Philadelphia Phillies All-Time Line Up (Part 5 of a 9 Part Series)
In three different tours of duty with the club, Chuck Klein established himself as one of the organization's top all-time players. Although his career spanned 17 seasons, his best work came over the initial six years after the Phillies signed him when the Commissioner essentially ruled a group of St. Louis Cardinals players "free agents."
Klein quickly proved to be one of the Phillies organization's shrewdest business transactions ever as he averaged 36 HR's and 139 RBI's while batting .359 over a five year period from 1929-1933. In that span, Klein won the NL MVP Award and twice was runner-up.
The lefty slugger put together some of the greatest campaigns in team, and league, history. Ironically, he won a rare Triple Crown in 1933, yet finished second in the MVP voting. Additionally, he barely got any MVP consideration in 1930 when he accumulated a Ruthian stat line that included 250 hits, 40 HR's, a team record 170 RBI's, and a .386 batting average.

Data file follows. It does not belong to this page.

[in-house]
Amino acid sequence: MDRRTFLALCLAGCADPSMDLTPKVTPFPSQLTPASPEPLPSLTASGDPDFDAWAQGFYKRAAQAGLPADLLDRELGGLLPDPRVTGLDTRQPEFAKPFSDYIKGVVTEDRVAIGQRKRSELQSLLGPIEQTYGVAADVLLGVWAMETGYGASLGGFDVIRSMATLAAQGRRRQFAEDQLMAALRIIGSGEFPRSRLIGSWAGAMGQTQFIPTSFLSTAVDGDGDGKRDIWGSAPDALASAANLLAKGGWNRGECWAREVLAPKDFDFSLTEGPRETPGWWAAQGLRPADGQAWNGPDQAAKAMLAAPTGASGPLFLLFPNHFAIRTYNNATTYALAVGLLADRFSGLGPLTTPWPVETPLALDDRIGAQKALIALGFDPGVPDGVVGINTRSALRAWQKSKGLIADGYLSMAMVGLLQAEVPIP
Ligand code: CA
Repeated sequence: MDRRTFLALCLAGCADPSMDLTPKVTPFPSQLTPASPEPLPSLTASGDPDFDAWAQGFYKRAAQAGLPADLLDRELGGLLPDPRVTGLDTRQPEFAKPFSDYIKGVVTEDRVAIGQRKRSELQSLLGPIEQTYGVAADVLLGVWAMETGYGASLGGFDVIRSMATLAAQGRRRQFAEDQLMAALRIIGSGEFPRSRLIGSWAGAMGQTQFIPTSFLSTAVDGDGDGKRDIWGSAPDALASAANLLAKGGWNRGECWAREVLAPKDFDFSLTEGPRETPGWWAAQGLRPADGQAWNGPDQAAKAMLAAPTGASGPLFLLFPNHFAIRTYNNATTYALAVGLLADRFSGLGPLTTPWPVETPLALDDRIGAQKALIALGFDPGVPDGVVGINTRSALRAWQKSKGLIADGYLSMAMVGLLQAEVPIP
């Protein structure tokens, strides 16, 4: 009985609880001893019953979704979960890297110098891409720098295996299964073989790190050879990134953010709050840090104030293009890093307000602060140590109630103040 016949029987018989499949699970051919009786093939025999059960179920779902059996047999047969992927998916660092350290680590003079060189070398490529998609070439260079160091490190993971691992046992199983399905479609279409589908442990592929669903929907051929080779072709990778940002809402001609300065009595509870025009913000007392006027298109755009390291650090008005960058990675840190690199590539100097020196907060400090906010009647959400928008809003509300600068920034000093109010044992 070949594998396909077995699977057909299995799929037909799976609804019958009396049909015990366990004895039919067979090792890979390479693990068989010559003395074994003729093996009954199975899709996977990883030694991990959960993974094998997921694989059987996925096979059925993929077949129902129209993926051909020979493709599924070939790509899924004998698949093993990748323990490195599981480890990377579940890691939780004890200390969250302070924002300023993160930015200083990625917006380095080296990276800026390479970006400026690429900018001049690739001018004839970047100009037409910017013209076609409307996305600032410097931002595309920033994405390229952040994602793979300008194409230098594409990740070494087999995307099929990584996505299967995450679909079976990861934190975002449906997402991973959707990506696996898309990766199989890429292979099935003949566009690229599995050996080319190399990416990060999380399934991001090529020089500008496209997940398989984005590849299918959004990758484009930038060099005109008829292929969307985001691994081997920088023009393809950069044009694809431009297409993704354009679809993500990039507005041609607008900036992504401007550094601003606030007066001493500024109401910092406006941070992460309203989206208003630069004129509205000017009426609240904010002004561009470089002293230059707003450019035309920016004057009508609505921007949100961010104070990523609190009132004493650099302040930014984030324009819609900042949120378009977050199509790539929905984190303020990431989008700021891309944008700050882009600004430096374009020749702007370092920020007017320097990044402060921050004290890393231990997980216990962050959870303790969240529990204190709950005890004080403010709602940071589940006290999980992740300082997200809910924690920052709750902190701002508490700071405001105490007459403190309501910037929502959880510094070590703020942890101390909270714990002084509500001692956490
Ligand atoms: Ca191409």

Besides being a prolific hitter, Klein also made his mark on defense and the base paths. He used his strong arm in right field to set a single-season record of 44 assists that still stands today. And, he was the last player to lead the league in home runs and steals in a season.
Twenty-two years after his untimely death, Baseball's Veteran's Committee recognized his talents by inducting him into the Hall of Fame.
Statistics R HR RBI AVG SB OBP SLG
Phillies 963 243 983 .326 71 .379 .553
Career 1168 300 1201 .320 79 .375 .543
Ed Delahanty- Not to be confused with the famous talking horse, "Big Ed" put together some eye popping numbers over his 13 year stint with the Phillies, including three seasons where he hit over .400. Because his career was almost entirely prior to the recognized "modern era" when fielders essentially wore fat fingered batting gloves, his statistics carry less weight.